Jan 05, 2014 - 07:53 PM
2. Use ECO mode instead of COMFORT if you can.
3. Always use the heated seats first instead of the cabin heat since the cabin heat uses something around 100 times the power (75 watts vs 4500 watts or something like that. Someone hooked a meter up to the battery and measured how much wattage everything took including the radio!)
4. Always drive in L gear to maximize regeration. Be careful not to let off the gas pedal too quickly with people close behind since the brake lights don't come on. Learn to "feather out" the pedal to slow down slowly.
5. Make sure to use recirculate on the cabin heat so that it's not having to heat the cold outside air and just heat the inside air like a warm little air bubble.
6. Keep the green ball centered and happy with the green leaves!
Here's some links that explain it all better and maybe have things I forgot:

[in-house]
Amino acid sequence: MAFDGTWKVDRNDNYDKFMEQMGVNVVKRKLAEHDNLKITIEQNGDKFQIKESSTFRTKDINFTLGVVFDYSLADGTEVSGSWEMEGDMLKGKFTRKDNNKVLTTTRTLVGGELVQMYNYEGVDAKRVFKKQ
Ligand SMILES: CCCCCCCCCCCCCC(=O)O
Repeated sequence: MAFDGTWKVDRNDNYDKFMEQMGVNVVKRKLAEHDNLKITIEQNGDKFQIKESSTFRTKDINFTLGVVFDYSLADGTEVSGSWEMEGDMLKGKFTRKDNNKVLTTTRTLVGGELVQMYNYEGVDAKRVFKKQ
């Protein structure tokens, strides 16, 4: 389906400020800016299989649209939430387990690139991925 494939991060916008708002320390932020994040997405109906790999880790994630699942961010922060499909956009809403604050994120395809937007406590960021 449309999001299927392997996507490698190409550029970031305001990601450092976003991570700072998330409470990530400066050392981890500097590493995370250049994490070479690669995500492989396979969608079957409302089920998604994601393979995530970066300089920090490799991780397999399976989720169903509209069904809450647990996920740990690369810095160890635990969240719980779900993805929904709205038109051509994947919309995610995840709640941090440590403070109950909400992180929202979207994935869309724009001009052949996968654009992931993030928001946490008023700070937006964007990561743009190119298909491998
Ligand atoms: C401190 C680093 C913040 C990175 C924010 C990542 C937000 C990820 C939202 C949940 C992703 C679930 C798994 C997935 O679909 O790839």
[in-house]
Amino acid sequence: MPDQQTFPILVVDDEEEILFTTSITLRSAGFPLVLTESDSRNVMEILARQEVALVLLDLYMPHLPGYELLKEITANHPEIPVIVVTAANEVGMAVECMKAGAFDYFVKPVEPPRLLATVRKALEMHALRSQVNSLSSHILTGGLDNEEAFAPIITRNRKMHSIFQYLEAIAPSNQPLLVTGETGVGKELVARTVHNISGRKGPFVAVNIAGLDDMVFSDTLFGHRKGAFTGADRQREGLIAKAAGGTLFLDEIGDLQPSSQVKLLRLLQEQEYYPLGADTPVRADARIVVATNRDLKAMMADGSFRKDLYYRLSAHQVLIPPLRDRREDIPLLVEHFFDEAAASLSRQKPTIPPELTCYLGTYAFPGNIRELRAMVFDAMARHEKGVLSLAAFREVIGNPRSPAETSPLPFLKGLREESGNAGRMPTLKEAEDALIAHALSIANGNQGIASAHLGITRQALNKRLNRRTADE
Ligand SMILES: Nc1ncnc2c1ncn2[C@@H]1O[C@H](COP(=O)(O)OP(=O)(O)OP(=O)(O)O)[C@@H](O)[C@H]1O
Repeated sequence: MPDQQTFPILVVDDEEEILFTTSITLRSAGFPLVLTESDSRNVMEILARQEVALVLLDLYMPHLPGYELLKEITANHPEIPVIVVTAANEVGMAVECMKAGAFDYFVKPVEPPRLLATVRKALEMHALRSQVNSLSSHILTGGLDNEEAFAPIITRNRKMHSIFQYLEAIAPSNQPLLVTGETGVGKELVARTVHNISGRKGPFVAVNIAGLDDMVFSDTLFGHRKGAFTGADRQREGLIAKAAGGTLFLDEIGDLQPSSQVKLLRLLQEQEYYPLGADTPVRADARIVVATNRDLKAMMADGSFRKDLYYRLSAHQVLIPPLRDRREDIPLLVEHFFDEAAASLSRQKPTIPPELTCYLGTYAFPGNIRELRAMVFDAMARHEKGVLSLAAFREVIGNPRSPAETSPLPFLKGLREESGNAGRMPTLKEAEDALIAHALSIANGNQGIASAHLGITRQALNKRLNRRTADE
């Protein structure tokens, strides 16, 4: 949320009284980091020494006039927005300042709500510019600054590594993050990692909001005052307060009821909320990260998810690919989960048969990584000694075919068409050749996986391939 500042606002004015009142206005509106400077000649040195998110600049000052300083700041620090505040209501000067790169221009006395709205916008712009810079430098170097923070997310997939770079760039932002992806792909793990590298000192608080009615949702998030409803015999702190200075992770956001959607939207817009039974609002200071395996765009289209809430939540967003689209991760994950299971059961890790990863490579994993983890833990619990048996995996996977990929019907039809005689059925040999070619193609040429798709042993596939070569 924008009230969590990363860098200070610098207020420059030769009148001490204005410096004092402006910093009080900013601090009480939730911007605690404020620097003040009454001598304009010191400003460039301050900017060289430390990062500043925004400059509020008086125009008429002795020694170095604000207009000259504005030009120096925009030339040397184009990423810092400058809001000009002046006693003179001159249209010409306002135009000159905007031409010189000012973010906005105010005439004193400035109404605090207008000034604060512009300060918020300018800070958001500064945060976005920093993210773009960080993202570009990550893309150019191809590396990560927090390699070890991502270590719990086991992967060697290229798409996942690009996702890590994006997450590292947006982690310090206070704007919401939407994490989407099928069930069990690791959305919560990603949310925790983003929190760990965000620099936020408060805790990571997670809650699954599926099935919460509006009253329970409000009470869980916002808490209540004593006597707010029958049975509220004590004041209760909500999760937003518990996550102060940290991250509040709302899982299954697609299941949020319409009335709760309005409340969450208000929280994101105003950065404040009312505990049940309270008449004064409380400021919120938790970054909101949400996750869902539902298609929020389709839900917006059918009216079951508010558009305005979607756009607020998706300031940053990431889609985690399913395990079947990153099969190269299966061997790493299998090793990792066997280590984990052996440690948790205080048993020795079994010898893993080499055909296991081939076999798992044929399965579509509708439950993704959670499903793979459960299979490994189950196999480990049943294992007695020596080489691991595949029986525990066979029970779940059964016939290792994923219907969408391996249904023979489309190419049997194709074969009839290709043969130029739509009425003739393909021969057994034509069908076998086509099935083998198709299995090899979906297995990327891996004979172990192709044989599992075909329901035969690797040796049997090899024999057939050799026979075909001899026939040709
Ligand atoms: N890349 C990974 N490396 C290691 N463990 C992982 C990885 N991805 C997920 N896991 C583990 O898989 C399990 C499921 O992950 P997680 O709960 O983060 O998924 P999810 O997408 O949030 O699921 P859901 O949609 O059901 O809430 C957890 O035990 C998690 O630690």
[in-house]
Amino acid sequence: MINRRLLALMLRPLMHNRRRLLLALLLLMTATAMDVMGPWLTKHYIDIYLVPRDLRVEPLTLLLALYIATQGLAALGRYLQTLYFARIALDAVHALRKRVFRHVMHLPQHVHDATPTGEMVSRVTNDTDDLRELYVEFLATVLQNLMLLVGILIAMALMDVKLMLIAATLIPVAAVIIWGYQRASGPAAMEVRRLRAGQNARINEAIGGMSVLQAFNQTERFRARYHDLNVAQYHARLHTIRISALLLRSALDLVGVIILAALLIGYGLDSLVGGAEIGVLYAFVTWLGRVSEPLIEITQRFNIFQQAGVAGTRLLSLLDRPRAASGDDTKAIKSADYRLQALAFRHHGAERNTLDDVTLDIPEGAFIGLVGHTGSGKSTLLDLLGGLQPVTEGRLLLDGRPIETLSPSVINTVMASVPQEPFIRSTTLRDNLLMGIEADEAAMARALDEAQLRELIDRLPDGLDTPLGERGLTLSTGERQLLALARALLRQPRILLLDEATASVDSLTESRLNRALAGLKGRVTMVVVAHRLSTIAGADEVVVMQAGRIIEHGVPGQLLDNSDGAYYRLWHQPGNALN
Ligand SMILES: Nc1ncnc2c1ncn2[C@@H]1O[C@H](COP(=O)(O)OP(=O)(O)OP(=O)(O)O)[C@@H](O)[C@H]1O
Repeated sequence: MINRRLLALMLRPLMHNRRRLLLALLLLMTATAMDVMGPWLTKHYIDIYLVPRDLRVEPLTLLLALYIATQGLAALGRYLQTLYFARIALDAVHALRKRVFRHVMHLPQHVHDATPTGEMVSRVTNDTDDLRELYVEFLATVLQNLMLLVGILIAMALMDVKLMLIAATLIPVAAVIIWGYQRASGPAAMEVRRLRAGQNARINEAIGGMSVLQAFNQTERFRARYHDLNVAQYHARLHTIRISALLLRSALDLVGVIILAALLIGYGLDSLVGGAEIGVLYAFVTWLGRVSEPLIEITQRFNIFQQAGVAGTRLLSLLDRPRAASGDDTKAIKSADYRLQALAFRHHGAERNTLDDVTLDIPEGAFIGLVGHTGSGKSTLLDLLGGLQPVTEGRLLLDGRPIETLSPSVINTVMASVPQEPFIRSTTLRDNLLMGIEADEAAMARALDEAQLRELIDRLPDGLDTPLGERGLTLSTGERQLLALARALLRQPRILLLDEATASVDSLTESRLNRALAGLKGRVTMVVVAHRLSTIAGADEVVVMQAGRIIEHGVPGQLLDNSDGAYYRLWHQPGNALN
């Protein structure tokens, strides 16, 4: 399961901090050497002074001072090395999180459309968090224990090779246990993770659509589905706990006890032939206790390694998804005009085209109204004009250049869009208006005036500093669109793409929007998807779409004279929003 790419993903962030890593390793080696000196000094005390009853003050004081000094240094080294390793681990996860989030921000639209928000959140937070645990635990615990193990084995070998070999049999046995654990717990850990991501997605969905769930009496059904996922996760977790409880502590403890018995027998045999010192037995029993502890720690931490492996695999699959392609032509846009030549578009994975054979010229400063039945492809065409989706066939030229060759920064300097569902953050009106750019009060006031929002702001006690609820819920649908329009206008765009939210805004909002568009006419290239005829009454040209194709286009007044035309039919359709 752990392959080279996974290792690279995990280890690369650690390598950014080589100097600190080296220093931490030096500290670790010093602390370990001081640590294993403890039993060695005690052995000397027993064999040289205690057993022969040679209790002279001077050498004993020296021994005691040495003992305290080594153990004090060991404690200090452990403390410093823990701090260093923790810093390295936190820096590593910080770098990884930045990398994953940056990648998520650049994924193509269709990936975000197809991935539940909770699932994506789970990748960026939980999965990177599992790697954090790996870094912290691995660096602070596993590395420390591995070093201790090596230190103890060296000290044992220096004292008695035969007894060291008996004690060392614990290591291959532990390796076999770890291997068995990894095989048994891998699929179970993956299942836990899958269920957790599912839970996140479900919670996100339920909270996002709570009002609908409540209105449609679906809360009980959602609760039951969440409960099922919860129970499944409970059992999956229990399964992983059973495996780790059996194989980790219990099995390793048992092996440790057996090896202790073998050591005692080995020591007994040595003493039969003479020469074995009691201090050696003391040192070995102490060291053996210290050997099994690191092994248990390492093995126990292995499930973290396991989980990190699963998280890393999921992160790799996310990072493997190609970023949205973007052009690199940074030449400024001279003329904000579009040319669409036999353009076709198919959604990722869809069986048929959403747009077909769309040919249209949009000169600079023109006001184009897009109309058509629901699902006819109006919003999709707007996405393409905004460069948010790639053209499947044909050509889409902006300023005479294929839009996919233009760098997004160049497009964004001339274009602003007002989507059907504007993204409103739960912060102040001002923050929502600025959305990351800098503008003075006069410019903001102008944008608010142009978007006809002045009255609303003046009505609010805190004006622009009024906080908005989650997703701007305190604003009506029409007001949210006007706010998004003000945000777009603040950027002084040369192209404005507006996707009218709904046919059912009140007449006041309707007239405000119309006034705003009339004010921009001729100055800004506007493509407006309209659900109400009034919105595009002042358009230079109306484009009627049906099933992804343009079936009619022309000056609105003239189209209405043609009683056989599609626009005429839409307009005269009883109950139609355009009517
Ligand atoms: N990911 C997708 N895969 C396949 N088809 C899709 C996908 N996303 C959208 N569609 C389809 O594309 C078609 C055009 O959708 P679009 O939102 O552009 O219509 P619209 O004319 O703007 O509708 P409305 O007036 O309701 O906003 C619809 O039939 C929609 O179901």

Jan 05, 2014 - 08:16 PM
1. Use remote-start to pre-heat the cabin while still connected to the charger.
2. Avoid driving faster than 55 MPH.
3. Wear a warm coat and gloves and leave the heat off.
4. Only turn the heat on to Defrost or to ECO when needed to remove condensation from the windows. (The Defrost mode consumes more power, but the air is better directed to only the front and side windows, so I find it can be more effective than ECO left on almost all the time during the journey.)
5. If your journey is long enough that you go into extended range mode, set the Climate air control to any setting except "floor and windshield," as that setting is the most likely to still use the air conditioning to dry the air, which may not be necessary when you have the relative abundance of heat from the ICE and can turn the fan up higher to "flood" the cabin with warm air.
Jan 05, 2014 - 08:40 PM
Also, the pre-heat option is terrific to use while the car is plugged in, HOWEVER keep in mind that it works best with a L2 charger. If you are charging at 110, the charger will not be able to keep up with the heat demand and therefore you will drain the car's high voltage battery and reduce your range. In general, the L2 (240V) charger can pretty much keep up with the heat demand.